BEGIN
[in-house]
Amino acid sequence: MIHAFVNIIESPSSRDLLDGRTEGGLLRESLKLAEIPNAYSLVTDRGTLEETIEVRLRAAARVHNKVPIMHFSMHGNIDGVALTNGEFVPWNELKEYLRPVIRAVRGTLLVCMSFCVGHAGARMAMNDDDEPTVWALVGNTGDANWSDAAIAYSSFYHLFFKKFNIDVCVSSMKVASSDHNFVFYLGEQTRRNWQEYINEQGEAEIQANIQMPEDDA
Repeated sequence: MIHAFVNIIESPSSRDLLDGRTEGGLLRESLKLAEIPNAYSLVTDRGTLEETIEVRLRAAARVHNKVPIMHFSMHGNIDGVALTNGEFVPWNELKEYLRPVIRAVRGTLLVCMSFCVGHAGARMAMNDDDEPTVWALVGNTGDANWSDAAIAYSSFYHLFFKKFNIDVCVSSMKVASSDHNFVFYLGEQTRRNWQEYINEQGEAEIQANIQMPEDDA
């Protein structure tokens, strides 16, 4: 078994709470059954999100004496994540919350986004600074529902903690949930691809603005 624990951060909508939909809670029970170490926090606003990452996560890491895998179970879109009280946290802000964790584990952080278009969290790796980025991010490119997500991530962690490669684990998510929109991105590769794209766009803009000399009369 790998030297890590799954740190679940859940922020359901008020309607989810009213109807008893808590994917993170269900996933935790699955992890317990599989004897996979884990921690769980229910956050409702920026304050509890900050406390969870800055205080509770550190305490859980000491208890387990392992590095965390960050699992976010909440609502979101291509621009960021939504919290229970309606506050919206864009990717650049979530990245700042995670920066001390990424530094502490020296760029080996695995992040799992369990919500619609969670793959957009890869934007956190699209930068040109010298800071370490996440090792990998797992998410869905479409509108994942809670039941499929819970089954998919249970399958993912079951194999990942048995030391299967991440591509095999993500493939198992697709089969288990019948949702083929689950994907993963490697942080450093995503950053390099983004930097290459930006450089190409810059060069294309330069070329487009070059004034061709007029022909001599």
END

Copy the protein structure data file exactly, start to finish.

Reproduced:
[in-house]
Amino acid sequence: MIHAFVNIIESPSSRDLLDGRTEGGLLRESLKLAEIPNAYSLVTDRGTLEETIEVRLRAAARVHNKVPIMHFSMHGNIDGVALTNGEFVPWNELKEYLRPVIRAVRGTLLVCMSFCVGHAGARMAMNDDDEPTVWALVGNTGDANWSDAAIAYSSFYHLFFKKFNIDVCVSSMKVASSDHNFVFYLGEQTRRNWQEYINEQGEAEIQANIQMPEDDA
Repeated sequence: MIHAFVNIIESPSSRDLLDGRTEGGLLRESLKLAEIPNAYSLVTDRGTLEETIEVRLRAAARVHNKVPIMHFSMHGNIDGVALTNGEFVPWNELKEYLRPVIRAVRGTLLVCMSFCVGHAGARMAMNDDDEPTVWALVGNTGDANWSDAAIAYSSFYHLFFKKFNIDVCVSSMKVASSDHNFVFYLGEQTRRNWQEYINEQGEAEIQANIQMPEDDA
């Protein structure tokens, strides 16, 4: 078994709470059954999100004496994540919350986004600074529902903690949930691809603005 624990951060909508939909809670029970170490926090606003990452996560890491895998179970879109009280946290802000964790584990952080278009969290790796980025991010490119997500991530962690490669684990998510929109991105590769794209766009803009000399009369 790998030297890590799954740190679940859940922020359901008020309607989810009213109807008893808590994917993170269900996933935790699955992890317990599989004897996979884990921690769980229910956050409702920026304050509890900050406390969870800055205080509770550190305490859980000491208890387990392992590095965390960050699992976010909440609502979101291509621009960021939504919290229970309606506050919206864009990717650049979530990245700042995670920066001390990424530094502490020296760029080996695995992040799992369990919500619609969670793959957009890869934007956190699209930068040109010298800071370490996440090792990998797992998410869905479409509108994942809670039941499929819970089954998919249970399958993912079951194999990942048995030391299967991440591509095999993500493939198992697709089969288990019948949702083929689950994907993963490697942080450093995503950053390099983004930097290459930006450089190409810059060069294309330069070329487009070059004034061709007029022909001599």